CONSIDERATIONS FOR PARTY REFORMERS
An ailing party can respond to challenges in many ways, writes
the power brokers who mobilise voters in exchange for resources are a threat as well as a resource. Moreover, slowgrowing and sclerotic economies such as South Africa’s simply cannot sustain patronage relationships on a sufficient scale to sway electors. Money politics is at the heart of the factional struggles that have the power to tear a dominant party apart.
The availability of public funding, transfers from parastatals, and private donations all have ambivalent effects. Distribution and openness matter: national control over financial resources, when combined with transparency legislation, can empower the centre of the party, limit the accumulation of “war chests” at lower levels, and stabilise factional jostling for offices.
Fourthly, leaders in the centre must respond to the interests and perspectives of their party peripheries and regions. In middle-income countries, there are typically vast developmental and economic gulfs between urban and rural constituencies. A balance must be struck between centralisation and decentralisation when it comes to candidate selection, control over the distribution of state and party resources, and the selection of regional and national leaders. It is essential, in particular, to avert large-scale regional defections that can provide a platform for the growth of opposition challengers.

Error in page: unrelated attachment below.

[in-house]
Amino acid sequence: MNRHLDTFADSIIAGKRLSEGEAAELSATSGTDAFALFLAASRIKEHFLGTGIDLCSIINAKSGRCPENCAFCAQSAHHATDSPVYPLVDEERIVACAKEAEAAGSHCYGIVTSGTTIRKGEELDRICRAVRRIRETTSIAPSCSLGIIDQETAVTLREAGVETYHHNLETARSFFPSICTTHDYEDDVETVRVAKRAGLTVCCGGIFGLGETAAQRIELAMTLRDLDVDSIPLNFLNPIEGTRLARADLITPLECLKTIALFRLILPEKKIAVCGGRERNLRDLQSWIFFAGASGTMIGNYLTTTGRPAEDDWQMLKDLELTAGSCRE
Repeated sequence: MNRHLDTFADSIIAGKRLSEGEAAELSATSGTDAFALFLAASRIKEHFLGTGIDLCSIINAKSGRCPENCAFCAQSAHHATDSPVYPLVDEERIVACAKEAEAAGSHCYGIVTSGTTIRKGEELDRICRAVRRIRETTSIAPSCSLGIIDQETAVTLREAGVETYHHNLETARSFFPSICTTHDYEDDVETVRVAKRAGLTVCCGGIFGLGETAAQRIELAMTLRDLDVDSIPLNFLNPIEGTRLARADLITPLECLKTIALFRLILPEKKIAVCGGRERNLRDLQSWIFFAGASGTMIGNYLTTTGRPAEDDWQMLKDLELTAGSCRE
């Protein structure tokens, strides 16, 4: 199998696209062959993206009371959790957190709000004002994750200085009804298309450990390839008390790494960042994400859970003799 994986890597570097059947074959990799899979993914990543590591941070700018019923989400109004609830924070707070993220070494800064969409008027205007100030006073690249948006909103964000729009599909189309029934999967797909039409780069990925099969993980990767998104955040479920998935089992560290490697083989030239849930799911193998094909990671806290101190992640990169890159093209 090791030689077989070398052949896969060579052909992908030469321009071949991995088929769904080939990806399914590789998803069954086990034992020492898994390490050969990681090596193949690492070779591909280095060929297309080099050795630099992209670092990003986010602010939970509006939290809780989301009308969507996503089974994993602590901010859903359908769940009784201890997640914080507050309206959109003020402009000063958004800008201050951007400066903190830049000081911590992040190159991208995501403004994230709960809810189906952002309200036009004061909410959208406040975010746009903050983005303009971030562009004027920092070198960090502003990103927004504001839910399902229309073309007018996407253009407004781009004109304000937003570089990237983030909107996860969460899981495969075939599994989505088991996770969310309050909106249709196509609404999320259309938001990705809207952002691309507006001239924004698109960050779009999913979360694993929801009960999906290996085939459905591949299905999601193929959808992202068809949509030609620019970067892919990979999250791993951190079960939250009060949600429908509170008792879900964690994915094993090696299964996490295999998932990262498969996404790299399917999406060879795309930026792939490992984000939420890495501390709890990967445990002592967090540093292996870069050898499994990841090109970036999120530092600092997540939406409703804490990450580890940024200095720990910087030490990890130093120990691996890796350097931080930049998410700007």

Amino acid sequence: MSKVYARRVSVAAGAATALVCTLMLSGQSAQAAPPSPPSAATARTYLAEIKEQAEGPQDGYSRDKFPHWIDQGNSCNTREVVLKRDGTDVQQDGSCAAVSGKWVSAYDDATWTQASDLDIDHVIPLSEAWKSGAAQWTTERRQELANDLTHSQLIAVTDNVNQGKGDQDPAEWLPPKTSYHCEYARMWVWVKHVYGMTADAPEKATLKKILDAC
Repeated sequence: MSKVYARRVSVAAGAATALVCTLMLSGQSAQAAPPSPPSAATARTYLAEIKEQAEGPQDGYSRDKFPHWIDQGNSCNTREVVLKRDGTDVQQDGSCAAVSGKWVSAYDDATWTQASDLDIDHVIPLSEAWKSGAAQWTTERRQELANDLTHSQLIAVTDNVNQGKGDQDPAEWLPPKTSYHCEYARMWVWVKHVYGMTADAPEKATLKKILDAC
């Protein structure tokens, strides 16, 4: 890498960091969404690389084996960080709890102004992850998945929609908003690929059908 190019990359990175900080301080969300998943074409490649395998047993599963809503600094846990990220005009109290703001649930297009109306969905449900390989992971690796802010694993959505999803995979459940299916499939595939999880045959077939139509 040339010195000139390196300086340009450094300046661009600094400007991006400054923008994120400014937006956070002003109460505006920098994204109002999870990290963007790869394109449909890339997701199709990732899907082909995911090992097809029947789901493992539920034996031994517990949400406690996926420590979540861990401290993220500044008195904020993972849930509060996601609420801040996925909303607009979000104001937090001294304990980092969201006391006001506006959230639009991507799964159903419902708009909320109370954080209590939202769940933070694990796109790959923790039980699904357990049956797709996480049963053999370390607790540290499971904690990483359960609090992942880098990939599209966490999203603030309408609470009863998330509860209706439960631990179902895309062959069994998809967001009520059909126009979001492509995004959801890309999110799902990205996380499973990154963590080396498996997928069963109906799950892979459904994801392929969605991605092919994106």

Fifthly, the character of factional politics in a dominant, or once-dominant, party is central to its success. “Unity”, as Boucek observes, “is a necessary, albeit insufficient, condition for party dominance”. Dominant parties need to maintain coalitions of voters, special groups and allied parties. Above all, in order to avoid “degenerative factionalism”, they need to sustain a coalition of inevitably competitive internal factions.
Finally, the leaders of dominant parties threatened with defeat can embrace electoral competition, resist it or subvert it. Some members of each of the dominant parties explored in this volume espouse nationalist or quasi-socialist ideologies that can be used to justify the manipulation of electoral rules and institutions, to promote mobilisation around race, religion or ethnicity, to abuse freedom of the media and other political freedoms, and to subvert judicial independence. The conditions under which mild subversion becomes authoritarian repression are in part a product of deliberation among dominant party leaders and strategists.
The ANC is not set on any ineluctable path into the future. Our exploration of the experiences of other governing parties in middle-income developing countries demonstrates that many varieties of adaptation to defeat, or to the threat of it, are available to leaders of the liberation movement.